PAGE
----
Dunlap: In the Field, Among the Feathered
by Rick Wright
“Birds,” writes Thomas R. Dunlap, are “good to think with.” And Dunlap’s In the Field, Among the Feathered provides thoughtful readers an equally thoughtful history of our sport, from its beginnings in the late nineteenth century more or less up to today, a history written and read in the books that make us birders.
Dunlap takes a purely chronological approach here, dividing American birding into three periods: a “pioneering” stage when field guide authors remained uncertain about the precise functions and audiences of their books, a “mature” and “popular” phase beginning with the publication of the first Peterson guide, and a poorly named and unsatisfyingly explained “environmental” period characterized by often conflicting emphases on ecological connection and identification expertise.
A bright thread running through the entire narrative is Dunlap’s identification of an American Sonderweg in birding. No one can reject his assertion that practices and cultures are very different here from those in the other great strongholds of amateur ornithology-Scandinavia, The Netherlands, Great Britain—but the author’s arguments in explanation of those differences are extremely diffuse and, if I read them correctly, simplistic. Disappointingly, Dunlap appears to summarize American uniqueness as constituted in an emphasis on the list; he seems to explain this emphasis historically, as the necessary result of the circumstances surrounding the origins of American birding: where in the rest of the English-speaking world birdwatching grew out of amateur natural history pursuits focused on life histories and journal keeping, North American birding was founded in the late nineteenth century as a way to enlist “an enthusiastic but inexperienced group of mainly women and children” in conservation efforts. Once the plume wars were won, North American birdwatchers were left with nothing but listing and simple identification as the content of their hobby. This is plausible, if decidedly reductionist, but it would be more convincing if Dunlap did not also assert that the list had its origins in natural history (p. 29, p. 83) and that birdwatching was simply the “focus” for a general American interest in nature (p. 34). Maybe all these things are true at once and there are no self-contradictions here, but if that is so, then this story requires a great deal more subtlety.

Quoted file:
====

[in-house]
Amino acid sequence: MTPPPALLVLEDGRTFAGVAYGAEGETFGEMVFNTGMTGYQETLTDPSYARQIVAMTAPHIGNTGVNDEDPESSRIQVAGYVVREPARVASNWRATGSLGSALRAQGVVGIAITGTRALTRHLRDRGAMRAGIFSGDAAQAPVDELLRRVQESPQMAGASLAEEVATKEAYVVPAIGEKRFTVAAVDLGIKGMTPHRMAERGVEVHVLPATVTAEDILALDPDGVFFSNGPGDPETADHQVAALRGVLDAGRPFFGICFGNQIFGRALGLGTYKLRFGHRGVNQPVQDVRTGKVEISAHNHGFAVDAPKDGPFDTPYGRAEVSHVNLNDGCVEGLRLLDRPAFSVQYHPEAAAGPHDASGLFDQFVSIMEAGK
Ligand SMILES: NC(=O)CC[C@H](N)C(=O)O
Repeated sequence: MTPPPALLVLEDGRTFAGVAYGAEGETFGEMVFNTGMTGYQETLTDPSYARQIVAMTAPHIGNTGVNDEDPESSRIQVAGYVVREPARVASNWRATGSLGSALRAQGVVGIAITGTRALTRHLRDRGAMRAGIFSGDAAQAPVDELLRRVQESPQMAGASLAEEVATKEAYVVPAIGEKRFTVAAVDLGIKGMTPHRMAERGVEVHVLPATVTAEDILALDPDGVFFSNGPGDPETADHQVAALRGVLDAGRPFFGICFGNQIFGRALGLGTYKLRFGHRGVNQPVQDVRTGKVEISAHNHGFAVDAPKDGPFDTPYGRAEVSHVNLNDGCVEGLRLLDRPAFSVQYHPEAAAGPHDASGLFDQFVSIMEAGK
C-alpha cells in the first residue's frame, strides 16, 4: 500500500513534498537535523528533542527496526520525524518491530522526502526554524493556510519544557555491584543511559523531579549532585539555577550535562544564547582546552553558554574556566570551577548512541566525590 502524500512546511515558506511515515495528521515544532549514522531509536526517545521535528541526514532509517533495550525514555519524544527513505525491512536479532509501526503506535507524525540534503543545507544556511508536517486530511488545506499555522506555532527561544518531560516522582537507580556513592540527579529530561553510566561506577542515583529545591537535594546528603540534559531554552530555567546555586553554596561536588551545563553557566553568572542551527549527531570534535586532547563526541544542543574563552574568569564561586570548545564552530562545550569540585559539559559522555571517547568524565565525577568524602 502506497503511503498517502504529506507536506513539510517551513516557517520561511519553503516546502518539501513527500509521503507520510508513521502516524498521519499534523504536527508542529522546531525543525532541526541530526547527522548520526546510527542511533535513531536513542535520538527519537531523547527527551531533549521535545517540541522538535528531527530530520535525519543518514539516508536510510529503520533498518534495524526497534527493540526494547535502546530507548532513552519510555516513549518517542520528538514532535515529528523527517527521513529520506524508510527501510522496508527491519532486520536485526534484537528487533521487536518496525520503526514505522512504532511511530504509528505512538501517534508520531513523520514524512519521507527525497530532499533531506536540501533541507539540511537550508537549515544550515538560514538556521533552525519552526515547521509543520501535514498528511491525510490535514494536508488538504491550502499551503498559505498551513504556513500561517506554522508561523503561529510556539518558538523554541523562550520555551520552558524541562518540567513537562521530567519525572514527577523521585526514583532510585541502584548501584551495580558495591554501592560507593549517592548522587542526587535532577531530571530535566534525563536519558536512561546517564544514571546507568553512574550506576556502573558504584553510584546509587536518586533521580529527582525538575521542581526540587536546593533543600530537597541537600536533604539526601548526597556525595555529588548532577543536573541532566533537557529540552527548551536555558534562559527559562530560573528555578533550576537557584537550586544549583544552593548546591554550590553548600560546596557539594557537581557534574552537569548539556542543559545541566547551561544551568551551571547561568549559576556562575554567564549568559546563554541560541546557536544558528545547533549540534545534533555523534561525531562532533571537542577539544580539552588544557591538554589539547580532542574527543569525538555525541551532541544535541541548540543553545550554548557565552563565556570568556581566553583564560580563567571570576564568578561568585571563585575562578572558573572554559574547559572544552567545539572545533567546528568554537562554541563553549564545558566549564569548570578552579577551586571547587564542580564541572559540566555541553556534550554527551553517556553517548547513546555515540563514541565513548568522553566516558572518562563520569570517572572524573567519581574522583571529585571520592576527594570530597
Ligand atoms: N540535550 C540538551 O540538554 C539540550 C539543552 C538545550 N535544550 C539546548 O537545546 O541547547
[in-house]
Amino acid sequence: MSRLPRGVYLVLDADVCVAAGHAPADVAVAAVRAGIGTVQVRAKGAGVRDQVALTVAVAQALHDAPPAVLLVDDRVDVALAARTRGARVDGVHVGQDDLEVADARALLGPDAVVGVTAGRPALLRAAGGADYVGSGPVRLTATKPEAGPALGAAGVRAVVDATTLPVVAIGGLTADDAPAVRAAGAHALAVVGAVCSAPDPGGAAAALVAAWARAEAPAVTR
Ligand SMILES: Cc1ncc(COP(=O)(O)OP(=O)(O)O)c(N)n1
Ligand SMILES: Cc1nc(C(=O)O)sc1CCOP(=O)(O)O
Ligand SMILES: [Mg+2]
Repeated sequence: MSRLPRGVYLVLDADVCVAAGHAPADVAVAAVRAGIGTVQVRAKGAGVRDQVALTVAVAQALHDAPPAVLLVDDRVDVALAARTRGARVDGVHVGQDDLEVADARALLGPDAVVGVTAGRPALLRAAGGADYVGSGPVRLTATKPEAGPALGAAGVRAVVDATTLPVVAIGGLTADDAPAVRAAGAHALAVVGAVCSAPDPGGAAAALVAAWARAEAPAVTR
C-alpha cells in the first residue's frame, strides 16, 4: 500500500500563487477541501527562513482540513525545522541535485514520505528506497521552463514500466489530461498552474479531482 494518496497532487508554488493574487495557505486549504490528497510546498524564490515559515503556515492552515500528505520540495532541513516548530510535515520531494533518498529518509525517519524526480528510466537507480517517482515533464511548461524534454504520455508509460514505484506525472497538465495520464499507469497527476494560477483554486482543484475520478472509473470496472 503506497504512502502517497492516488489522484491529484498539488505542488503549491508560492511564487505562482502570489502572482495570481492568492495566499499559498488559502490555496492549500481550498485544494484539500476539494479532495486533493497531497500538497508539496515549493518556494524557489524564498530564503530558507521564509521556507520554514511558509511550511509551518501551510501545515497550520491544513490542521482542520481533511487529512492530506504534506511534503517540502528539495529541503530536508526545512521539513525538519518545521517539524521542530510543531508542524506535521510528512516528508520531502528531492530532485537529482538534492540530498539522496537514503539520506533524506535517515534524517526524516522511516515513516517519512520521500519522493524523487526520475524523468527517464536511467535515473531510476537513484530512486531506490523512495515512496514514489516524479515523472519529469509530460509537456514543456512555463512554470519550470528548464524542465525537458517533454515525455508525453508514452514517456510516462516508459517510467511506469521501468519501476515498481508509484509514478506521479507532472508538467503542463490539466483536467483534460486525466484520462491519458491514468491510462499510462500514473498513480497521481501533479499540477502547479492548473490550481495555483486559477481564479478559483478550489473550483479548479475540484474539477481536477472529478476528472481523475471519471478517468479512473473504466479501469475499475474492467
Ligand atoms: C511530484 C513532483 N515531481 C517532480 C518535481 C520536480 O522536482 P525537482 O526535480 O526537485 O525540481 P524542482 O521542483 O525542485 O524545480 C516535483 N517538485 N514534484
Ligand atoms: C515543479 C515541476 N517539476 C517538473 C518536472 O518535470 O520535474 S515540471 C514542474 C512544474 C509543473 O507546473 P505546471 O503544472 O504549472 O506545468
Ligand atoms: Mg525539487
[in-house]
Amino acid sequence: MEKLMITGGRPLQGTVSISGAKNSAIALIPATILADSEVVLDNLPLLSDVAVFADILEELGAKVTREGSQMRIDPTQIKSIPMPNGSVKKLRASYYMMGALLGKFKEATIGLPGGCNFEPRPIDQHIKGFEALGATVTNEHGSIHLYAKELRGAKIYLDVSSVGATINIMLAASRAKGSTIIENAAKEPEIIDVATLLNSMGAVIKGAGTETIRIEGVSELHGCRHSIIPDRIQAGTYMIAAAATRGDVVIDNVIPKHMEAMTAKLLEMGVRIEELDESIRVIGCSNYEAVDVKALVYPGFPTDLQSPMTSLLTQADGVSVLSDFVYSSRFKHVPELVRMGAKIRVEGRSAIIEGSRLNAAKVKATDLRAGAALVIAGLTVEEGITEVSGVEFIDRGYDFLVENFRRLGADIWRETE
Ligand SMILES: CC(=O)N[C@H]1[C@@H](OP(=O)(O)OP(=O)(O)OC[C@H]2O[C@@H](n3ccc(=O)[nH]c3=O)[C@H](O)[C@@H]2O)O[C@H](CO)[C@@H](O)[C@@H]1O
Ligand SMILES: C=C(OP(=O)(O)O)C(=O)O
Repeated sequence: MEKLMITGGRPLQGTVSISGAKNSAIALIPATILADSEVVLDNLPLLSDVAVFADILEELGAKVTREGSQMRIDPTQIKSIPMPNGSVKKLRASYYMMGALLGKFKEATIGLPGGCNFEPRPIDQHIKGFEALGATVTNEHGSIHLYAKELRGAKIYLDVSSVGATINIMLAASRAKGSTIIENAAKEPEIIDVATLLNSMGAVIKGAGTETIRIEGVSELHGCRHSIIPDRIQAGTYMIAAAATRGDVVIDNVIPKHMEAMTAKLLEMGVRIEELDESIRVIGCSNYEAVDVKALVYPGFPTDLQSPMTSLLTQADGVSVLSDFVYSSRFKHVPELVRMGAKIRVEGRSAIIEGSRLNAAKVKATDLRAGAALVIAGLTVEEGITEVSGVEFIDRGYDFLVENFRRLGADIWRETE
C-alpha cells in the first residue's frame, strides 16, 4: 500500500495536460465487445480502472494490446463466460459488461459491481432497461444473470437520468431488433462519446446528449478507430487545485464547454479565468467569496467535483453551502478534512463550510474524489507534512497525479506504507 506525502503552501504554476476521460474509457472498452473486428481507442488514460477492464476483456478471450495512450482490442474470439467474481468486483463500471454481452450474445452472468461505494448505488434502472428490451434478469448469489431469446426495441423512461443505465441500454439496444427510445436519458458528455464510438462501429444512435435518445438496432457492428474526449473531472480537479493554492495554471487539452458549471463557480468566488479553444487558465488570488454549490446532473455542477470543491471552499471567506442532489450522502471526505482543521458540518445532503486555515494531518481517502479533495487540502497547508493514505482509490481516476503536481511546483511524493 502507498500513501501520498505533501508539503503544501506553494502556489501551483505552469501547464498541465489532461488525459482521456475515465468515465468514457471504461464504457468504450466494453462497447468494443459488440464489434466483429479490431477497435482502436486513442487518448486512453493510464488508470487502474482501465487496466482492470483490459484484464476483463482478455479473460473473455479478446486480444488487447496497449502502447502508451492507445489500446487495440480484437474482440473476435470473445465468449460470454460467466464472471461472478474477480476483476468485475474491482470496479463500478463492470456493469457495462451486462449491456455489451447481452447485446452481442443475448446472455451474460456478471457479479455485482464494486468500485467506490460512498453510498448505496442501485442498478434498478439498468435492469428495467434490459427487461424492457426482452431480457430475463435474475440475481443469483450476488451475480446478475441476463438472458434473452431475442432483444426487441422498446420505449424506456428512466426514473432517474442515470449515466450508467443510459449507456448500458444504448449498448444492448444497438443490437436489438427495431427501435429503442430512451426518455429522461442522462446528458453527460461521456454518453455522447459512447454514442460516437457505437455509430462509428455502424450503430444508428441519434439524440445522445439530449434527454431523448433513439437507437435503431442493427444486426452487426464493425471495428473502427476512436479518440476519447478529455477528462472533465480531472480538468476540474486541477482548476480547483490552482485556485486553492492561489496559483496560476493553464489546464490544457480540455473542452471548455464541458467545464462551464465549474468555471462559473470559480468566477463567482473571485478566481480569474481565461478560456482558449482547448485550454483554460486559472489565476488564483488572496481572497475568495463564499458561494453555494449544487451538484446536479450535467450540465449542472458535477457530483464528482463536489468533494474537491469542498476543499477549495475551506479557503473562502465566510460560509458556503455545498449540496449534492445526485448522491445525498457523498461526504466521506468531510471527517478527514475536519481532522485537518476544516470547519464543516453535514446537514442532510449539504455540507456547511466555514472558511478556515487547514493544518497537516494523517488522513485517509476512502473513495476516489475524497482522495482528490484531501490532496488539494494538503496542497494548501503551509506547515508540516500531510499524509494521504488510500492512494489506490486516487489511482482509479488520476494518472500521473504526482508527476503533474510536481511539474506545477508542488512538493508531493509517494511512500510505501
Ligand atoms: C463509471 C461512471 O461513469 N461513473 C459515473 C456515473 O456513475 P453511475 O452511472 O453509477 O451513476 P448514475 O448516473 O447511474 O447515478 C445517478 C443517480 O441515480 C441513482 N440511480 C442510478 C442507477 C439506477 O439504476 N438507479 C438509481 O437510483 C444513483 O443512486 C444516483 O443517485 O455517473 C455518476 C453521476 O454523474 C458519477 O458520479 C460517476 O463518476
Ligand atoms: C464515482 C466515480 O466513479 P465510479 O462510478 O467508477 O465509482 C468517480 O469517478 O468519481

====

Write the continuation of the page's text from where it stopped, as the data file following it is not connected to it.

Other issues are raised without really being treated at all. Dunlap's introduction introduces as the two great themes of the book the changing ways in which Americans have used science to understand the world and the process by which "commercial realities have both enabled and restrained the passage of knowledge" between scientific and hobbyist communities. The first matter arises only occasionally and is never made the subject of sustained argument or investigation, the book focusing instead on the popular side of amateur ornithology; the second is essentially denied at the end of the book, when Dunlap asserts--disappointingly and incorrectly--that the commodification of birding in the 20th century did not result in any fundamental change in American birding culture. The author notes, accurately, that birders have more consumer goods with each passing year, that there is a growing cohort of professional birders, that optics companies now vie for birder endorsements, that books and software appear at a tremendous rate--and concludes that none of this matters, that birding is fundamentally the same as "what it was in Merriam's day"!